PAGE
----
Jobava's perfect score at Abu Dhabi Masters 2019

by Shahid Ahmed
8/8/2019 – Baadur Jobava at one point in his chess career was well above 2700 on the Elo scale and otherwise has managed to keep his rating close to 2700. However, recently his bad form has taken him into the 2500 Elo mark. But that's not his true level! The Georgian GM is showing this at the Abu Dhabi Masters 2019 as he beats one GM after another and is now in sole lead with 6.0/6. Parham Maghsoodloo won the blitz event, while in the exhibition match between Leko and Morozevich, it was the Hungarian who came out on top. | Photo: Rupali Mullick

Winning with the Ruy Lopez Vol. 1 - 3 Winning with the Ruy Lopez Vol. 1 - 3

Really, among the open games the only opening with which White can really fight for an advantage in the long term is the Ruy Lopez. But in order to make this serious effort, he has buckle down and learn a whole series of sub-variations. That is what the professionals do, including of course Viktor Bologan, who now reveals the secrets of his own grandmaster repertoire.

More...

Maghsoodloo wins Blitz, Jobava gets revenge

The Abu Dhabi Masters began on August 2nd, 2019. There are three tournaments taking place: Masters (above 2100), Open (below 2100), and Juniors (under-16). In the masters section, we have 151 participants and 76 of them are Indians! There are only four UAE players taking part, as there are only nine players in the country who have a rating above 2100. The tournament is taking place in Hotel Sofitel and it is a nine-round Swiss event. The time control is 90 minutes for the entire game with a 30-second increment for each move from move one. There are players from 28 countries and 48 out of 151 players are grandmasters. Top seed of the tournament is GM Yuriy Kryvoruchko (2686) and there are 17 players above the Elo of 2600. The first prize in the masters section is USD $13,000.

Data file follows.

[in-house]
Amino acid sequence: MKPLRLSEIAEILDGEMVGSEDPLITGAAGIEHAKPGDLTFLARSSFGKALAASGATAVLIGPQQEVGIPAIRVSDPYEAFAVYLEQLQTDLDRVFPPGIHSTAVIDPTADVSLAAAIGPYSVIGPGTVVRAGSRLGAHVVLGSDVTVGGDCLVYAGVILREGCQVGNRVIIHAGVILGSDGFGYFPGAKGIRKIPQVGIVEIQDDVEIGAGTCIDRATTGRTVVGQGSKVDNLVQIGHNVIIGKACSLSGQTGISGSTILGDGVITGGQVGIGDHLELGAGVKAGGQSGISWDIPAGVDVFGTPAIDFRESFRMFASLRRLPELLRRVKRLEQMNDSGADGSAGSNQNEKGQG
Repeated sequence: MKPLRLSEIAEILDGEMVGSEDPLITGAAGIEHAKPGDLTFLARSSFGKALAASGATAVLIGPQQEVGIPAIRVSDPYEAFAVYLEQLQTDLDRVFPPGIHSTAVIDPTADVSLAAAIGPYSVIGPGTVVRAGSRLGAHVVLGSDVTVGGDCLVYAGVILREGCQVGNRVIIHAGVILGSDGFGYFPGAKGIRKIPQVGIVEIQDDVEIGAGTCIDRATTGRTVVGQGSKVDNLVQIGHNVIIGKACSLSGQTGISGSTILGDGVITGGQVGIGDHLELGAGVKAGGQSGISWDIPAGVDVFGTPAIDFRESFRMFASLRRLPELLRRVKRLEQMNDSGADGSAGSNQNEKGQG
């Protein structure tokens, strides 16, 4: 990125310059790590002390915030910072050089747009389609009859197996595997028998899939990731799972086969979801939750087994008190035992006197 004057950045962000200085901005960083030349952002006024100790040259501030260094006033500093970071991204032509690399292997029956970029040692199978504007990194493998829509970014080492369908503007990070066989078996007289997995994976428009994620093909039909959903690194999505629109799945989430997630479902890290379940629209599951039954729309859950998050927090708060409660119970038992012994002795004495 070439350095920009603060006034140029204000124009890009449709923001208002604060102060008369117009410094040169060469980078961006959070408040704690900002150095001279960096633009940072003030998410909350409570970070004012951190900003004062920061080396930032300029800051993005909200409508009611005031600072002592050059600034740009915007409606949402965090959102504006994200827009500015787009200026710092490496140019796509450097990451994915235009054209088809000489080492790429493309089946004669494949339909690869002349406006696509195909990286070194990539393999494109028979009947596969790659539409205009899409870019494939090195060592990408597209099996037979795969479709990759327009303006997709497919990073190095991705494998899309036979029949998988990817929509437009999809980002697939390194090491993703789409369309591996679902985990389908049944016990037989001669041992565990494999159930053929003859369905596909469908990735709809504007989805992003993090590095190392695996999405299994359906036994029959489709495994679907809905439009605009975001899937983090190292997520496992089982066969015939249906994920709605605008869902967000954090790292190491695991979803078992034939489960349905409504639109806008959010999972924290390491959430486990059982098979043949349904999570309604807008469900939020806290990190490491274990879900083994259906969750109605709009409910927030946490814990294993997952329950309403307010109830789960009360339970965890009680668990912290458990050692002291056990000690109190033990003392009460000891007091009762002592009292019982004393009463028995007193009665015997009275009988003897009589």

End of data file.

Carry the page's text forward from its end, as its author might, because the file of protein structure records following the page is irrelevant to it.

Before we see Jobava's dominance in the Masters, let's have a round-wise review of the tournament so far.

Top seed of the Masters tournament GM Yuriy Kryvoruchko did not have the perfect start as he lost the first round to Viani D'Cunha | Photo: Rupali Mullick

 

IM Viani D'cunha sacrificed a pawn earlier to gain an initiative and now it seems like all his plans are thwarted by White, when in reality it is not. Find out the best continuation for Black.

 

Well White could have tried 24.b4 to continue the fight but 24.e2 allows the Black pieces to barge in.

 

WIM Divya Deshmukh shocked Ukrainian GM Vladimir Onischuk | Photo: Rupali Mullick

India's prodigious Divya Deshmukh was worse out of the opening against Onischuk and at some point she was clearly lost. However, back-to-back errors by her opponent gave her two extra pawns in the endgame which she converted with ease.

 

30...e6 was the first major mistake by Onischuk. Divya correctly capitalized it by grabbing the c6 pawn with 31.axc6 which allowed her to have connected passed pawns on the queenside. Divya used correct technique in the Queen ending to net the full point.

 

CM Raahil Mullick maneuvered his knight beautifully against GM Samvel Ter-Sahakyan | Photo: Rupali Mullick

 

At a first glance, an unassuming move like 17.a1 seems harmless.

 

Still the knight at f5 doesn't seem to stir any major trouble.

 

Raahil showed great restraint as he didn't grab the exchange on g6. He simply built up his position and it became too much for Samvel to handle.